The model we use for True Cost calculations is the Sustainability Flower, which groups all impacts on people and planet in six categories: climate, water, soil, biodiversity, social coherence and health. For each category, farming can have both positive and negative impacts.
Climate costs include both societal and ecological consequences of climate change. The main costs are a result of greenhouse gas emissions from the soil as a result of deforestation, intensive use of fertilizer (artificial fertilizer) and tillage. Looking at climate benefits, the focus here is on forms of sustainable agriculture that keep carbon in the soil, conserve forests or maintain a green cover.
Water costs result from both water pollution and water scarcity. The most significant cost here is filtering nitrate and pesticide contaminants out of drinking water. Water scarcity leads to damage costs and defensive expenditure. Looking at the benefits, sustainable agriculture uses less water and causes less pollution. Due to the fact that agrochemicals are prohibited and that healthy soils have a higher water holding capacity, sustainable farming has a much more positive impact on this vital resource.
Soil costs are costs incurred when soil is lost through wind and water erosion. Poorly managed soils are significantly more prone to this form of erosion. Soil benefits arise where farmers invest in their soils using compost or deep rooting green crops. These methods enhance the soil and make soils less susceptible to erosion. Additionally, healthy soils boost the natural pest and disease resistance of the crops. These benefits have not been taken into account by the FAO yet.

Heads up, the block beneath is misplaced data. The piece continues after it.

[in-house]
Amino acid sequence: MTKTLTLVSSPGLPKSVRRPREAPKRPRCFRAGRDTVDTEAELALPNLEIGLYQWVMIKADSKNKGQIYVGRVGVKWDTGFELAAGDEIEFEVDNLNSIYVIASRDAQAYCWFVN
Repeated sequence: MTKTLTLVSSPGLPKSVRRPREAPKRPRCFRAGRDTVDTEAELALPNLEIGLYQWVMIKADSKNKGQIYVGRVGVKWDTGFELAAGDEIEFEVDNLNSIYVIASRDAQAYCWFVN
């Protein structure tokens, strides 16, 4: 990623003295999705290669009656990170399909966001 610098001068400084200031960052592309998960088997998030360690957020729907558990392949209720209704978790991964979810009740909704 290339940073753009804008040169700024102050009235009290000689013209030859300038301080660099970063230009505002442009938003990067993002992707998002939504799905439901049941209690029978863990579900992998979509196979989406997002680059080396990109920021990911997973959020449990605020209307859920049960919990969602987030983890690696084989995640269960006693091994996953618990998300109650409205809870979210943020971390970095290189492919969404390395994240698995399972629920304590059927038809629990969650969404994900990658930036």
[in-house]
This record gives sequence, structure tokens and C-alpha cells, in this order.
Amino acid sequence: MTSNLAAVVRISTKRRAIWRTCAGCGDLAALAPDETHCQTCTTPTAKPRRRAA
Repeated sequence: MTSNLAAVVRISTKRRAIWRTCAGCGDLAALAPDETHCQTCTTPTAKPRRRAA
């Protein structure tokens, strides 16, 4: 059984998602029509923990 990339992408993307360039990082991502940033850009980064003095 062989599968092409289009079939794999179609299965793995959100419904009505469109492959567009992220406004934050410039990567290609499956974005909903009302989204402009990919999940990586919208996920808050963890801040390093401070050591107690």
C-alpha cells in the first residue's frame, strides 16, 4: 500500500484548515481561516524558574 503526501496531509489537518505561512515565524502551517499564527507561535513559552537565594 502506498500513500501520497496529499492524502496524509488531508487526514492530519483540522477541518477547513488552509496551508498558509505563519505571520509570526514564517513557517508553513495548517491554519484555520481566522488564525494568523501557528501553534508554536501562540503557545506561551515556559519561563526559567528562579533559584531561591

The loss of biodiversity leads to several costs for society. Agrochemicals and fertilizer leach causes loss of flora and fauna biodiversity. A major cost is the loss of pollinators who play an indispensable role in the lifecycle of our crops. Loss of biodiversity also leads to increased sensitivity to pests and loss of landscape value. Looking at the benefits, sustainable farming practices can protect biodiversity; on top of the fact that agrochemicals are banned, organic farmers often implement measures such as flower borders, hedges, crop rotation, low-tillage and other techniques that benefit diversity. Unfortunately, the current FAO framework looks only at damage reduction in relation to pesticide and fertilizer use, so positive impacts may be much larger than calculated.
5: Social coherence
Societal costs as a result of non-sustainable farming practices occur when these practices lead to social disruption and the loss of living environment. In the worst case scenario this can lead to regional armed conflicts over land or water. The FAO model calculates the loss of livelihood purely based on land loss. For the cost of conflicts, no modelling is available. Benefits for society occur when sustainable farming practices maintain farmland and the living environment, leading to lower risks of conflict. Unfortunately the influence on the social fabric of capacity building & development (freedom), equal rights and opportunities (justice) and a fair distribution of economic wealth (solidarity) is not taken into account yet. The same goes for landscape quality and beauty.
6: Health costs
Health costs are costs incurred by coming into contact (directly and indirectly) with agrochemicals on the production side. The FAO does not take into account health damage on the consumer side (for example, as a result of pesticide residues). However, the approach developed by EY and Soil & More International for the TCA-FFF pilot does include consumer effects as well. The benefits of healthy food (pro-active health care and disease prevention) are not included in the models.